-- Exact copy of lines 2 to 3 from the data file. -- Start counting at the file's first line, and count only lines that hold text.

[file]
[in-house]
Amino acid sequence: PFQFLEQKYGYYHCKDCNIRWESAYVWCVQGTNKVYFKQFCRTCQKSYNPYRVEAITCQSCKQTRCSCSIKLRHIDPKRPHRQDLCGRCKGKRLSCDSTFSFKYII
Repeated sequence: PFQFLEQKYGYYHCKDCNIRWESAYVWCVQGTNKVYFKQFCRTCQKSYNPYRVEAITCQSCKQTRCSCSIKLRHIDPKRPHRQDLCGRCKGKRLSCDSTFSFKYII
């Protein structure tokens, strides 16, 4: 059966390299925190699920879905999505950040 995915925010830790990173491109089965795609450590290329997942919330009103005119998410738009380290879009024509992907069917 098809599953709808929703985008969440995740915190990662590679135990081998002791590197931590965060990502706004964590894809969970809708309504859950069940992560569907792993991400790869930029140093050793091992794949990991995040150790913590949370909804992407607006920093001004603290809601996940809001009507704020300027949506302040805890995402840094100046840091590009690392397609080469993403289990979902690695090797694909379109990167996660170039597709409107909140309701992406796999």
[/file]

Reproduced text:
Amino acid sequence: PFQFLEQKYGYYHCKDCNIRWESAYVWCVQGTNKVYFKQFCRTCQKSYNPYRVEAITCQSCKQTRCSCSIKLRHIDPKRPHRQDLCGRCKGKRLSCDSTFSFKYII
Repeated sequence: PFQFLEQKYGYYHCKDCNIRWESAYVWCVQGTNKVYFKQFCRTCQKSYNPYRVEAITCQSCKQTRCSCSIKLRHIDPKRPHRQDLCGRCKGKRLSCDSTFSFKYII